Last summer there was some underground work being done o
      • by drwho ( 4190 )
        Back when I was involved with FO the industry was still run (for better or for worse) by 'phone guys', who were using fan, balding white guys with poor interpersonal skills. But their dogma had a strong believe in designing for reliability.

        Data centers were designed with FO carefully coming in rom different streets on different ends of the building, and there were carefully worded legal agreements which would prevent their upstream carriers from doing anything that would threaten the data center's redundanc
  • It looks from that map that Sweden and Norway don't have any cables connecting them across the Baltic Sea to the rest of Europe. So they must get their connections from landlines across their huge, mountainous and largely unpopulated peninsula, all the way back to Finland, Russia etc. It's a short run across the strait to Denmark, which already has at least one cable landing terminal, and probably 80%+ of Norwegians/Swedes live right there. I wonder why they don't run that cable. Undersea rights of way have
  • Ireland in Peril (Score:3, Interesting)

    by Doc Ruby ( 173196 ) on Saturday February 02, 2008 @03:34PM (#22275072) Homepage Journal
    There's only a single cable on that map connecting Ireland to the Internet. The English Channel has lots of shipping. That seems like something the Irish government would want to get fixed right away. Maybe another cable to Britain.

    Or better yet, a cable to France, for not just geographical diversity but also geopolitical diversity. A cable to the Netherlands would give even better interconnectedness.

    And of course it would be even better if that connection landed somewhere else than Dublin, so there's no failure bottleneck point.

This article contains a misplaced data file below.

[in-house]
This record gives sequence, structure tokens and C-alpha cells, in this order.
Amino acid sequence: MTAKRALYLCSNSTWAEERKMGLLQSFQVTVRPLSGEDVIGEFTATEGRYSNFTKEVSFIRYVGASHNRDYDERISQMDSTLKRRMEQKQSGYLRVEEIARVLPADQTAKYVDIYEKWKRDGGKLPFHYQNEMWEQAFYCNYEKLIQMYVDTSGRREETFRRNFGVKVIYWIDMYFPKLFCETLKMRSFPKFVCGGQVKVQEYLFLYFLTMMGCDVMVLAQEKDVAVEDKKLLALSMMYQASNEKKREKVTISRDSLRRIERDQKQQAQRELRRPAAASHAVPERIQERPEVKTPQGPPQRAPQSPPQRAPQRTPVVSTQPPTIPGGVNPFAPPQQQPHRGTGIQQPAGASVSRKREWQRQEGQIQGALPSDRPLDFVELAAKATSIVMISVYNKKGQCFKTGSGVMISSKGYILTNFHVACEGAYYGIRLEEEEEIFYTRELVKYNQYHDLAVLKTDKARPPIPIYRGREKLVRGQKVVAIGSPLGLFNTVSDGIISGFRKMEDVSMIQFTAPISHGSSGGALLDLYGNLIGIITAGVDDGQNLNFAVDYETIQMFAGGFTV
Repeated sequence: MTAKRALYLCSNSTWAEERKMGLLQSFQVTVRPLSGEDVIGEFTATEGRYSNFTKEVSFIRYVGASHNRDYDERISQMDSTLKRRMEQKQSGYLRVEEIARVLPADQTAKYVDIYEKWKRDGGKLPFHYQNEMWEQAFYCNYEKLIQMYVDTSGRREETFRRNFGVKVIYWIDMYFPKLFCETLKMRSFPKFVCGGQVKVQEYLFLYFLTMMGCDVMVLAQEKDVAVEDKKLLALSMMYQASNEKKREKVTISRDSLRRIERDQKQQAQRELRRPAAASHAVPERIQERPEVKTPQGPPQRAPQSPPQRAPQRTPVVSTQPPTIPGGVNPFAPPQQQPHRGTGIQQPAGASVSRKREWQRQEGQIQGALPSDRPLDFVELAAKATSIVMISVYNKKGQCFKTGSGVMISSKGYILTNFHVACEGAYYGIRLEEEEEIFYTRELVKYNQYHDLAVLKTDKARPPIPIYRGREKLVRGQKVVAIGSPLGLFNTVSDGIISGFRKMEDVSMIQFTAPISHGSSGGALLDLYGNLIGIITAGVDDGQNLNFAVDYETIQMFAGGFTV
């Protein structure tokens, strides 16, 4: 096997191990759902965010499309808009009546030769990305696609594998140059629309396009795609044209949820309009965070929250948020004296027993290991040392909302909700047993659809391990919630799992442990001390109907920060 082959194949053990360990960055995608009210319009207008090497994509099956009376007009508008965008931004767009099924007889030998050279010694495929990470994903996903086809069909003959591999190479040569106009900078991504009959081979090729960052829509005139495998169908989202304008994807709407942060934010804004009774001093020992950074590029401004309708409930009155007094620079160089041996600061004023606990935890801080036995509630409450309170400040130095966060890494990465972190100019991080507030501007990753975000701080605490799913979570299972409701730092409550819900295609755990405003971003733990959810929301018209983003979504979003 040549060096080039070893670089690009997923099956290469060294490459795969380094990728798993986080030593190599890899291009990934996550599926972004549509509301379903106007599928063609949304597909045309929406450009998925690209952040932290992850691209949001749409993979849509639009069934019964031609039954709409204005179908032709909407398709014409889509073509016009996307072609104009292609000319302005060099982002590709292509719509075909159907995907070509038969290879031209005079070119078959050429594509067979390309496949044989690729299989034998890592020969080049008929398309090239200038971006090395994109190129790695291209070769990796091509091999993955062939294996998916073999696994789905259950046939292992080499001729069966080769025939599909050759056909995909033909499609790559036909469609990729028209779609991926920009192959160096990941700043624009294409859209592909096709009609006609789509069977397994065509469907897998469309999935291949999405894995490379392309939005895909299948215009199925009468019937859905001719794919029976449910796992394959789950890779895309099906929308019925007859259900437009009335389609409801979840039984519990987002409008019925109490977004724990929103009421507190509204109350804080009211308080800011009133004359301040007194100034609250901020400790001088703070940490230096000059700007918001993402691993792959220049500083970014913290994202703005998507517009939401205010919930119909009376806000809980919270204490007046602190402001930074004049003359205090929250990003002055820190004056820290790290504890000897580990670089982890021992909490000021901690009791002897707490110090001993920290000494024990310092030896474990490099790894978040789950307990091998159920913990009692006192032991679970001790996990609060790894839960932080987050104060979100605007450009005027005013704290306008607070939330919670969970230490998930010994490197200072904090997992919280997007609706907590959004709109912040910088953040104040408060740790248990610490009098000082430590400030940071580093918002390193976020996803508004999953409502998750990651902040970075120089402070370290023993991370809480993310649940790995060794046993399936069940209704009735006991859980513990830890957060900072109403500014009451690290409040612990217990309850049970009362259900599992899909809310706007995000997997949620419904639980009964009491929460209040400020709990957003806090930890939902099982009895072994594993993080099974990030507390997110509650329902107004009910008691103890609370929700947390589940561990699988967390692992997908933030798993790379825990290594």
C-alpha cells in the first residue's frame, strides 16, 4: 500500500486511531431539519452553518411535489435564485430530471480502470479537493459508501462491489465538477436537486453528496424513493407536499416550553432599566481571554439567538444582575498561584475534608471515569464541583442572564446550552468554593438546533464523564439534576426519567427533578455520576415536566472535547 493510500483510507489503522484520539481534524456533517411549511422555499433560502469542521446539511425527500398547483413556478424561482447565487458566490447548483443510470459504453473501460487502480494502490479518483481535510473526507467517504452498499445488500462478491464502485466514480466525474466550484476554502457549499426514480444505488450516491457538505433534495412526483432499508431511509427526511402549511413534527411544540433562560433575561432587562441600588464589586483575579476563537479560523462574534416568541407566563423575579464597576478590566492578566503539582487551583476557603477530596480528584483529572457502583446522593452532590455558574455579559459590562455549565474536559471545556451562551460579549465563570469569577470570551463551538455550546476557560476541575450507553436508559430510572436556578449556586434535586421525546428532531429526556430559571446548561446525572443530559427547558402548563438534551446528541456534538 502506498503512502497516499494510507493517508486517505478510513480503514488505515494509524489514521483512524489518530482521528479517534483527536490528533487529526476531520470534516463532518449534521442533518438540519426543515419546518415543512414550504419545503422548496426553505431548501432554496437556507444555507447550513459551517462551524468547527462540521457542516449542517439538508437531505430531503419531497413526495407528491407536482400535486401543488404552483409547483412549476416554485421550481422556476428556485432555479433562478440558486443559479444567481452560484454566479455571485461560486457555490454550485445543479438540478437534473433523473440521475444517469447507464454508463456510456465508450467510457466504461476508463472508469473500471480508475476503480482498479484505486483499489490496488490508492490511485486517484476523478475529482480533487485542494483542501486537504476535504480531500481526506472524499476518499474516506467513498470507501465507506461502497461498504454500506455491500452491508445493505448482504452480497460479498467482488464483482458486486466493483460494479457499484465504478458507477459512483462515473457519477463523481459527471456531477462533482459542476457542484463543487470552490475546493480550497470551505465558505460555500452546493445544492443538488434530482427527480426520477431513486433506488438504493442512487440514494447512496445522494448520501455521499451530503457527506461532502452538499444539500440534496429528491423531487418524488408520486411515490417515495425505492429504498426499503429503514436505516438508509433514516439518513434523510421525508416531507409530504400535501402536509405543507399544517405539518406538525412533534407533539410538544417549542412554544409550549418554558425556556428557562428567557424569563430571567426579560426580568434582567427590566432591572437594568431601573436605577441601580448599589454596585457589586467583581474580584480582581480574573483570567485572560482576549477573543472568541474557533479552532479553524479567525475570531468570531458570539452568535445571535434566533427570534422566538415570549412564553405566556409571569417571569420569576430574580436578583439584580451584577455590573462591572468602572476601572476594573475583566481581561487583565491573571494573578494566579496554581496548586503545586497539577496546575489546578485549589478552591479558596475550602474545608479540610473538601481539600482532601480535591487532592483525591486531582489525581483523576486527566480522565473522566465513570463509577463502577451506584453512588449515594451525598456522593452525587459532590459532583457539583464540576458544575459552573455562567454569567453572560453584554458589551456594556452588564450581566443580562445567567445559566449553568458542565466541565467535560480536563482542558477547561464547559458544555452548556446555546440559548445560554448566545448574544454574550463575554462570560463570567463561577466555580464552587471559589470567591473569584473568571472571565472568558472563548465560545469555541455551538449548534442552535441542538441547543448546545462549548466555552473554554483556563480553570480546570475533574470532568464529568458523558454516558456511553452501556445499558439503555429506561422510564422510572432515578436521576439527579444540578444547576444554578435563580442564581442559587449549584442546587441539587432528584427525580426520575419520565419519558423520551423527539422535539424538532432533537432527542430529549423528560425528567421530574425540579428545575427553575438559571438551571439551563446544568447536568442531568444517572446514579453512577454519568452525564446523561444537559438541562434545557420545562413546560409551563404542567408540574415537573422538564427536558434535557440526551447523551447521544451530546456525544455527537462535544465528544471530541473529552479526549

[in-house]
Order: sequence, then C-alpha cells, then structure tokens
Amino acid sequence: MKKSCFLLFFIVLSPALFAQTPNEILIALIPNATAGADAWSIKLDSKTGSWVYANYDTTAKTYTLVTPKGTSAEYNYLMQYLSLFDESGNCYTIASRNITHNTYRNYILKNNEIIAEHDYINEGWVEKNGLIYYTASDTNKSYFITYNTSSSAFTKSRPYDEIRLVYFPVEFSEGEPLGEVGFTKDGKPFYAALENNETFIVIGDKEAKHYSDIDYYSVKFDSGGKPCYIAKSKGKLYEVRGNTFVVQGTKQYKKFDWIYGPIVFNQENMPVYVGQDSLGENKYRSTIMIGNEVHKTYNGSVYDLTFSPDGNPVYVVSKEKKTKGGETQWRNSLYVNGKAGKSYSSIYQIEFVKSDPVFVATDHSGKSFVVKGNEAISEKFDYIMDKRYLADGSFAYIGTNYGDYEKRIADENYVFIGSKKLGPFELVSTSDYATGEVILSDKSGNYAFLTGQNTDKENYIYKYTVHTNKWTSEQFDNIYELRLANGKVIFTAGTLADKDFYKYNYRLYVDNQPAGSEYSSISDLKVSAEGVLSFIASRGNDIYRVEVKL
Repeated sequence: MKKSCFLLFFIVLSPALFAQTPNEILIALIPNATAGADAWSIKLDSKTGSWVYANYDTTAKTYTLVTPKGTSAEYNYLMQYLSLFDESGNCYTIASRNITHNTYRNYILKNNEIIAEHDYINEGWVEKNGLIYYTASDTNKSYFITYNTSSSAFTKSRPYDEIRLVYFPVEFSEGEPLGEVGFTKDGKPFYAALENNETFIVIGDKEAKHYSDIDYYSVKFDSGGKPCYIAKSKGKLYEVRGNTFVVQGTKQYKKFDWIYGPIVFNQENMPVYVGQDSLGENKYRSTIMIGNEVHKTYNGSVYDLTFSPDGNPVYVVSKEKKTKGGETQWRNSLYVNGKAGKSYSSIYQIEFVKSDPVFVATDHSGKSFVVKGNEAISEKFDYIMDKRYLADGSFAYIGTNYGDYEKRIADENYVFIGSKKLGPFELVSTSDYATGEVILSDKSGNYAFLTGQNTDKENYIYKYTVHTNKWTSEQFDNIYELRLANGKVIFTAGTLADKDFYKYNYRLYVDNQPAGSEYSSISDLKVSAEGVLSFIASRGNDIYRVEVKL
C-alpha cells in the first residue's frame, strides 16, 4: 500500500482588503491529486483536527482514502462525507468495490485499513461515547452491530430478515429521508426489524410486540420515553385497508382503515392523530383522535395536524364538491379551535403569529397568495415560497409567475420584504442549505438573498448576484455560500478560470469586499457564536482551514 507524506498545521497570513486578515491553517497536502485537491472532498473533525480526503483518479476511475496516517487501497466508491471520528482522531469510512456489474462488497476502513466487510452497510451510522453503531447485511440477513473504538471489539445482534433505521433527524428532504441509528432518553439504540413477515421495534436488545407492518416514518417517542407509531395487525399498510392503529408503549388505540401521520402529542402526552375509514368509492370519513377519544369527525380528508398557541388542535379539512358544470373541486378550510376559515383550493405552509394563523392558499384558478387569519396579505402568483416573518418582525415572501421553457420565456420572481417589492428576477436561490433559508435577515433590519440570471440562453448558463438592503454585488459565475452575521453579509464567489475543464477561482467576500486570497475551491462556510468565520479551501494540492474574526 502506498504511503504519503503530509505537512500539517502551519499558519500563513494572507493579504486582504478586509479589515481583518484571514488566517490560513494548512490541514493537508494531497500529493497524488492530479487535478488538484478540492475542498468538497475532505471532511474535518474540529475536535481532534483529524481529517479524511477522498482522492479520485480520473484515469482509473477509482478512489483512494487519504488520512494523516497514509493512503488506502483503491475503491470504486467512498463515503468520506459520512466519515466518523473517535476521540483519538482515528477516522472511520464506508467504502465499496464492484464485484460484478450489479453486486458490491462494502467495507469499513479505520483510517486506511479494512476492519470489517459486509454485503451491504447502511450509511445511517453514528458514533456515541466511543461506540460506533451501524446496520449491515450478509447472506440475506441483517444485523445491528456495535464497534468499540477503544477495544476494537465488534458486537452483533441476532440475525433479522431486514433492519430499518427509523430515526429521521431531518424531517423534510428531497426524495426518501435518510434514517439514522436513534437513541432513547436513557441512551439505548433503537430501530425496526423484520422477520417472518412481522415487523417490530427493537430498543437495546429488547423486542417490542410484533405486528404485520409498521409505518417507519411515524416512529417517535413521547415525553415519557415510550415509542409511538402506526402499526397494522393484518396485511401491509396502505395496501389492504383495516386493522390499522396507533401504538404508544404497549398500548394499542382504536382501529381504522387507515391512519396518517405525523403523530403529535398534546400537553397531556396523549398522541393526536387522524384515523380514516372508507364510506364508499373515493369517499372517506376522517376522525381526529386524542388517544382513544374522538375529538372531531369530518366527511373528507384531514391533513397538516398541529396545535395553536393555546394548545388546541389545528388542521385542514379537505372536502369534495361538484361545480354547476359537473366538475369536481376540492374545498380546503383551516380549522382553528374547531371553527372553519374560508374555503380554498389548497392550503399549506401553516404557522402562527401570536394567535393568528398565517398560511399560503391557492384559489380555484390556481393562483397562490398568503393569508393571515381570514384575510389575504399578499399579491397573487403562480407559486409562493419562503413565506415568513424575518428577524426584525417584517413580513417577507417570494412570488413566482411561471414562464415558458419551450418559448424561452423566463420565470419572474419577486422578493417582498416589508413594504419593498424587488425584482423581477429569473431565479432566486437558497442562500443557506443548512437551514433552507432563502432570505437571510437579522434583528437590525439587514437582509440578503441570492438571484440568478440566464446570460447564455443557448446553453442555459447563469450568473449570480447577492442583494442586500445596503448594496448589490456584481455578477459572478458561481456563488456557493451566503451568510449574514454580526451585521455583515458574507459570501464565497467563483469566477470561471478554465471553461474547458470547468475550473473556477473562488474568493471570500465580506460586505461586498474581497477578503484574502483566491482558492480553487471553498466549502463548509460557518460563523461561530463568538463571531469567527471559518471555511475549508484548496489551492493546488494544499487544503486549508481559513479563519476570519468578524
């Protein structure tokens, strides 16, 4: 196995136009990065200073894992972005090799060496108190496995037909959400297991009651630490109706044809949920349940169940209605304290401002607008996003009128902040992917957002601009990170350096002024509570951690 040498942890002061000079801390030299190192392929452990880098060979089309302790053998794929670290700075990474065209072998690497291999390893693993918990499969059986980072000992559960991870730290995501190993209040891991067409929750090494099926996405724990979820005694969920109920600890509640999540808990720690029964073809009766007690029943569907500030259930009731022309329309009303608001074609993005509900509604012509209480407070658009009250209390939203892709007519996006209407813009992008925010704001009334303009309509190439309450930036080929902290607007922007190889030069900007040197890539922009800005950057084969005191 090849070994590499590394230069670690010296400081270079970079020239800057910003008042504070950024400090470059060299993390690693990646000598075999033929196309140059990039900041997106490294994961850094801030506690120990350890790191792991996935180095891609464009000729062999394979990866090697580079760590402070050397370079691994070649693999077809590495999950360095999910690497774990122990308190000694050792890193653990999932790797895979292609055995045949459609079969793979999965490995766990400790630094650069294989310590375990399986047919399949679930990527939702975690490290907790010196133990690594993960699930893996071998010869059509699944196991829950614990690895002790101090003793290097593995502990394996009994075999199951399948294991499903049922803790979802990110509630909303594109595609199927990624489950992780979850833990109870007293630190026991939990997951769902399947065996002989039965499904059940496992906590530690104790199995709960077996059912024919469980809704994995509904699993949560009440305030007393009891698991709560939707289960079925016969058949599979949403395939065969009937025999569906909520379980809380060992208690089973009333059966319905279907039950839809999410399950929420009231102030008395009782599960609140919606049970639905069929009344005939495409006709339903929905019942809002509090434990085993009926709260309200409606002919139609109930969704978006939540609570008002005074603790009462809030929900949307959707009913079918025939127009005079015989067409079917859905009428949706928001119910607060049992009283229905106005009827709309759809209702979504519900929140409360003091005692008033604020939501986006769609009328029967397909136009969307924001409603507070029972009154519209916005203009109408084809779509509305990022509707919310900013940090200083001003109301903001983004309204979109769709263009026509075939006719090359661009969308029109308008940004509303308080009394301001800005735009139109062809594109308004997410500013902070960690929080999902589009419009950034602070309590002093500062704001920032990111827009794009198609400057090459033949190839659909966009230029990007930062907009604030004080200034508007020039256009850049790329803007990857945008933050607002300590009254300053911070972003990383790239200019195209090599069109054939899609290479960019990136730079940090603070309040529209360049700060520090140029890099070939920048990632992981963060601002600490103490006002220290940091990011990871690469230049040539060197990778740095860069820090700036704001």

Any extra cables would also increase Ireland's overall Internet bandwidth. As that country climbs out of the Industrial Age (and really the Farming Age), it'll need more than one cable. Especially if it doesn't want to get squeezed by some "bottleneck master".
  • On the cable map, Greenland looks only slightly less vulnerable than Asia (its like I'm playing Risk). Good thing that kind of redundancy was clearly thought out from the start. Wouldn't want to lose communications with the metropolis of Nuuk or the 12 faculty members at the University of Greenland [].
  • by Zymergy ( 803632 ) * on Saturday February 02, 2008 @04:12PM (#22275356)
    Seems like under Maritime Law, items abandoned/sunk/lost on the sea floor in International Waters are subject to being recoverable and salvageable?

    These cables DO contain valuable metals in them like copper, aluminum, and steel (probably stainless)? []
    (I do realize that some of the recent cable cuts are not in international waters, but is still is an interesting query.)
    I am not endorsing any harm of, nor the "salvaging" of any undersea cabling.
    However, there are many, many others in the world who do not have the same sense of right and wrong (and virtually all of these examples are NOT in International Waters.) []
  • In 2004, the signs in the river next to manhattan warning ships of a submerged gas pipeline [] were removed -- I assume it was fear that someone would try to do this on purpose. But, I think that the increased chance of someone damaging it by dropping anchor outweighs the chance of intentional damage... but I feel safer now that these safety signs have been removed (sarcasm).
  • by peter303 ( 12292 ) on Saturday February 02, 2008 @05:02PM (#22275790)
    The InterNet's parent, the military ArpaNet, was designed with no head or center, in order to survive a major war. Root name servers are a bit of a weeakness. But wayward ships and elementary school hackers seem have a good shot too.
  • by kilodelta ( 843627 ) on Saturday February 02, 2008 @09:48PM (#22278356) Homepage
    Is that since the cable cut my spam folders and inbox have been blessedly free of spam! I always say, you want to cut the crap with email and phishing, cutoff the net connections to Africa and Asia.
  • Whew! (Score:3, Funny)

    by PPH ( 736903 ) on Saturday February 02, 2008 @10:50PM (#22278792)
    This explains why I haven't heard back from my Nigerian banker.

"If the code and the comments disagree, then both are probably wrong." -- Norm Schryer